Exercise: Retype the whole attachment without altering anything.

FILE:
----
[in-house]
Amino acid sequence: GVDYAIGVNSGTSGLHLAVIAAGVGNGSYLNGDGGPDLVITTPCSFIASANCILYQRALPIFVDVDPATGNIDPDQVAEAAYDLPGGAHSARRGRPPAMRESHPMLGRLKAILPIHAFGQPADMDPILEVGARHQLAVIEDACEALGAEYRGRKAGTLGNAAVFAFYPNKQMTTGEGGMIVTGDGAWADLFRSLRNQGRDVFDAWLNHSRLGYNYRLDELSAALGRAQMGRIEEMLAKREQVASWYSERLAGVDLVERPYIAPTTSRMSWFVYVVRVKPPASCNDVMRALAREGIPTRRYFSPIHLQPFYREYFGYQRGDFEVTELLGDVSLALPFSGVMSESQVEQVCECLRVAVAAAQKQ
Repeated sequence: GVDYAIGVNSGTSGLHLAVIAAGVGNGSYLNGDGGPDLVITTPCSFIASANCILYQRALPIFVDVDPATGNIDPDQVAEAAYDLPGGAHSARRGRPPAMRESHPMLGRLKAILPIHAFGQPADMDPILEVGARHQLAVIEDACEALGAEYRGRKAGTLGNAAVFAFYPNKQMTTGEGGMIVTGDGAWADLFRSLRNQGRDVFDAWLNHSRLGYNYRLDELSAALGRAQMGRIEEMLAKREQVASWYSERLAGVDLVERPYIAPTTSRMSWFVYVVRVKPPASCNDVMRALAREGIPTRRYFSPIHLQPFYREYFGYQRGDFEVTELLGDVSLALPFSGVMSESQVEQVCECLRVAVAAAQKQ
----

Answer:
[in-house]
Amino acid sequence: GVDYAIGVNSGTSGLHLAVIAAGVGNGSYLNGDGGPDLVITTPCSFIASANCILYQRALPIFVDVDPATGNIDPDQVAEAAYDLPGGAHSARRGRPPAMRESHPMLGRLKAILPIHAFGQPADMDPILEVGARHQLAVIEDACEALGAEYRGRKAGTLGNAAVFAFYPNKQMTTGEGGMIVTGDGAWADLFRSLRNQGRDVFDAWLNHSRLGYNYRLDELSAALGRAQMGRIEEMLAKREQVASWYSERLAGVDLVERPYIAPTTSRMSWFVYVVRVKPPASCNDVMRALAREGIPTRRYFSPIHLQPFYREYFGYQRGDFEVTELLGDVSLALPFSGVMSESQVEQVCECLRVAVAAAQKQ
Repeated sequence: GVDYAIGVNSGTSGLHLAVIAAGVGNGSYLNGDGGPDLVITTPCSFIASANCILYQRALPIFVDVDPATGNIDPDQVAEAAYDLPGGAHSARRGRPPAMRESHPMLGRLKAILPIHAFGQPADMDPILEVGARHQLAVIEDACEALGAEYRGRKAGTLGNAAVFAFYPNKQMTTGEGGMIVTGDGAWADLFRSLRNQGRDVFDAWLNHSRLGYNYRLDELSAALGRAQMGRIEEMLAKREQVASWYSERLAGVDLVERPYIAPTTSRMSWFVYVVRVKPPASCNDVMRALAREGIPTRRYFSPIHLQPFYREYFGYQRGDFEVTELLGDVSLALPFSGVMSESQVEQVCECLRVAVAAAQKQ